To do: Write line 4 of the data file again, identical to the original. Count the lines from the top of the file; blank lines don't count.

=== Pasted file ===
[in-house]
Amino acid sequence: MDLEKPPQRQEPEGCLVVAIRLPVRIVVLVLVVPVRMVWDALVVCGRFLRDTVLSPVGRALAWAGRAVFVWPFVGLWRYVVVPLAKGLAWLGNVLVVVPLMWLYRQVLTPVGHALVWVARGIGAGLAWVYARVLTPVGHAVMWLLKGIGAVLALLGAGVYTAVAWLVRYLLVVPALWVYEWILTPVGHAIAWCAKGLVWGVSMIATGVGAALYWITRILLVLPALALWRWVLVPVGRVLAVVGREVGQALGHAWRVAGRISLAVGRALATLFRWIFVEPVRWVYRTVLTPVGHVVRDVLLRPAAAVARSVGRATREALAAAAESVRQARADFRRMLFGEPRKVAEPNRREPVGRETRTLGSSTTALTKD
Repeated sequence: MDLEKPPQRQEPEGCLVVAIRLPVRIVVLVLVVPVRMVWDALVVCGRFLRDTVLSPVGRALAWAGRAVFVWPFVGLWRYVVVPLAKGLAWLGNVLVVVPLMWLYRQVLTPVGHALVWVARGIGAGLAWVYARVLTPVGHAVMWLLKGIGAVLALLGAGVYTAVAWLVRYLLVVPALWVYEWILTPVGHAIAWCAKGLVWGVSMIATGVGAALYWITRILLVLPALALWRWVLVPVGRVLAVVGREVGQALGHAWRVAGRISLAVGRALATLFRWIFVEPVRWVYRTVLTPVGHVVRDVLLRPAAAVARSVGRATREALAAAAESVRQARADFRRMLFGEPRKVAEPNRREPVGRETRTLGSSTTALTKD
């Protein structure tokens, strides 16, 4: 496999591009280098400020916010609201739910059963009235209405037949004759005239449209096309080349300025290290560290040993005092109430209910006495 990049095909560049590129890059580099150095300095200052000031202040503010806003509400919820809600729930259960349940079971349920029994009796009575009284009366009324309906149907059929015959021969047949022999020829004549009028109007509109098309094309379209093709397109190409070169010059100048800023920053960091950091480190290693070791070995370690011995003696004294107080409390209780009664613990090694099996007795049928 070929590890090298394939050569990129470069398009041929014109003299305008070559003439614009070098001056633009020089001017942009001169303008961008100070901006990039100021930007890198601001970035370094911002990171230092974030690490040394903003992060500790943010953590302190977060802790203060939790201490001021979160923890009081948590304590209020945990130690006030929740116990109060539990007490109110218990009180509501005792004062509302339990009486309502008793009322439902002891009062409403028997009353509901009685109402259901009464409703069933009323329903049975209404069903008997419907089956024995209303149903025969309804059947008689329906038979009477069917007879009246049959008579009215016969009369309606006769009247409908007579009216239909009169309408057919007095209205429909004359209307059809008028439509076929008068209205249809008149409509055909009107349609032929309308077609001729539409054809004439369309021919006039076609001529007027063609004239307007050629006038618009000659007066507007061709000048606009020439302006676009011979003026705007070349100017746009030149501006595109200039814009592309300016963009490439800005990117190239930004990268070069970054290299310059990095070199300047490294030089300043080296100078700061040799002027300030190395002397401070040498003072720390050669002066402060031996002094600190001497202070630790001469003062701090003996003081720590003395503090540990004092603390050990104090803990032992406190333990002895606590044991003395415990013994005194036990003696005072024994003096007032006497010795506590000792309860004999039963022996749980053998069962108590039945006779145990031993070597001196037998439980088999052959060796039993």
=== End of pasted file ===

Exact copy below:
């Protein structure tokens, strides 16, 4: 496999591009280098400020916010609201739910059963009235209405037949004759005239449209096309080349300025290290560290040993005092109430209910006495 990049095909560049590129890059580099150095300095200052000031202040503010806003509400919820809600729930259960349940079971349920029994009796009575009284009366009324309906149907059929015959021969047949022999020829004549009028109007509109098309094309379209093709397109190409070169010059100048800023920053960091950091480190290693070791070995370690011995003696004294107080409390209780009664613990090694099996007795049928 070929590890090298394939050569990129470069398009041929014109003299305008070559003439614009070098001056633009020089001017942009001169303008961008100070901006990039100021930007890198601001970035370094911002990171230092974030690490040394903003992060500790943010953590302190977060802790203060939790201490001021979160923890009081948590304590209020945990130690006030929740116990109060539990007490109110218990009180509501005792004062509302339990009486309502008793009322439902002891009062409403028997009353509901009685109402259901009464409703069933009323329903049975209404069903008997419907089956024995209303149903025969309804059947008689329906038979009477069917007879009246049959008579009215016969009369309606006769009247409908007579009216239909009169309408057919007095209205429909004359209307059809008028439509076929008068209205249809008149409509055909009107349609032929309308077609001729539409054809004439369309021919006039076609001529007027063609004239307007050629006038618009000659007066507007061709000048606009020439302006676009011979003026705007070349100017746009030149501006595109200039814009592309300016963009490439800005990117190239930004990268070069970054290299310059990095070199300047490294030089300043080296100078700061040799002027300030190395002397401070040498003072720390050669002066402060031996002094600190001497202070630790001469003062701090003996003081720590003395503090540990004092603390050990104090803990032992406190333990002895606590044991003395415990013994005194036990003696005072024994003096007032006497010795506590000792309860004999039963022996749980053998069962108590039945006779145990031993070597001196037998439980088999052959060796039993």